this is part of 'christianity v liberalism' an article i had to read for history class. The whole entire article is about 8 pages and very interesting but I can't attach a microsoft word document.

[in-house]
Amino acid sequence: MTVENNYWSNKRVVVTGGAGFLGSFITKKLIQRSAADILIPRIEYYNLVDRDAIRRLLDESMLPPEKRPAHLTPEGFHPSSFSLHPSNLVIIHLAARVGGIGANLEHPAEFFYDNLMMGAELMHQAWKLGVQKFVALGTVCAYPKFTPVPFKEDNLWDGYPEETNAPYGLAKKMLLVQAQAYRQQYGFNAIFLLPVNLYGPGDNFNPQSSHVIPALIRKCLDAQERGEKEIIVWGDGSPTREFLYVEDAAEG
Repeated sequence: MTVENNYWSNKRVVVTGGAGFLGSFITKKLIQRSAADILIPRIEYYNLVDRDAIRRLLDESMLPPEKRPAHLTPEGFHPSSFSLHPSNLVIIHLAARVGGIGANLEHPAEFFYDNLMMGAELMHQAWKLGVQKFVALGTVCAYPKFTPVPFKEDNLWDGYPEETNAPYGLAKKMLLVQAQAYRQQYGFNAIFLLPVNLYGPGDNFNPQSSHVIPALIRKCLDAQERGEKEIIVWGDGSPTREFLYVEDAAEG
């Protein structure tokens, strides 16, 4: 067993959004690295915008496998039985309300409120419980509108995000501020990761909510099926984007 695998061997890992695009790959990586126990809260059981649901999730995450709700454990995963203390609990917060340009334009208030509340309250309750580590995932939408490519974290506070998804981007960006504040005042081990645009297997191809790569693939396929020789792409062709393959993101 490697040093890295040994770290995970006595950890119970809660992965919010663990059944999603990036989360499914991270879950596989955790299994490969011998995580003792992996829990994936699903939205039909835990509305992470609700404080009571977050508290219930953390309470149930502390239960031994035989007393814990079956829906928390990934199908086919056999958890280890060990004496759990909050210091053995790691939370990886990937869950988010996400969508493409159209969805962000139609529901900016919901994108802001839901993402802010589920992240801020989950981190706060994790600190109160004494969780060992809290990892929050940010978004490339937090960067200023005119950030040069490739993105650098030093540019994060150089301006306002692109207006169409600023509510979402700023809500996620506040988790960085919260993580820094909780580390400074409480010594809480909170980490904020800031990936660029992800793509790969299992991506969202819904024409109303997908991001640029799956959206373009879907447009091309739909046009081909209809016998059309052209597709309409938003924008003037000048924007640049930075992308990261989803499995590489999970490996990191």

"This doctrine is of course rejected by modern liberalism. And it is rejected in a very simple way--by the elimination of the whole higher nature of our Lord. But such radicalism is not a bit more successful than the heresies of the past. The Jesus who is supposed to be left after the elimination of the supernatural element is at best a very shadowy figure; for the elimination of the supernatural logically involves the elimination of much that remains, and the historian constantly approaches the absurd view which effaces Jesus altogether from the pages of history. But even after such dangers have been avoided, even after the historian, by setting arbitrary limits to his process of elimination, has succeeded in reconstructing a purely human Jesus, the Jesus thus constructed is found to be entirely unreal. He has a moral contradiction at the very center of His being--a contradiction due to His Messianic consciousness. He was pure and humble and strong and sane, yet He supposed, without basis in fact, that He was to be the final Judge of all the earth! The liberal Jesus, despite all the efforts of modern psychological reconstruction to galvanize Him into life, remains a manufactured figure of the stage. Very different is the Jesus of the New Testament and of the great Scriptural creeds. That Jesus is indeed mysterious. Who can fathom the mystery of His Person? But the mystery is a mystery in which a man can rest. The Jesus of the New Testament has at least one advantage over the Jesus of modern reconstruction--He is real. He is not a manufactured figure suitable as a point of support for ethical maxims, but a genuine Person whom a man can love. Men have loved Him through all the Christian centuries. And the strange thing is that despite all the efforts to remove Him from the pages of history. There are those who love Him still. "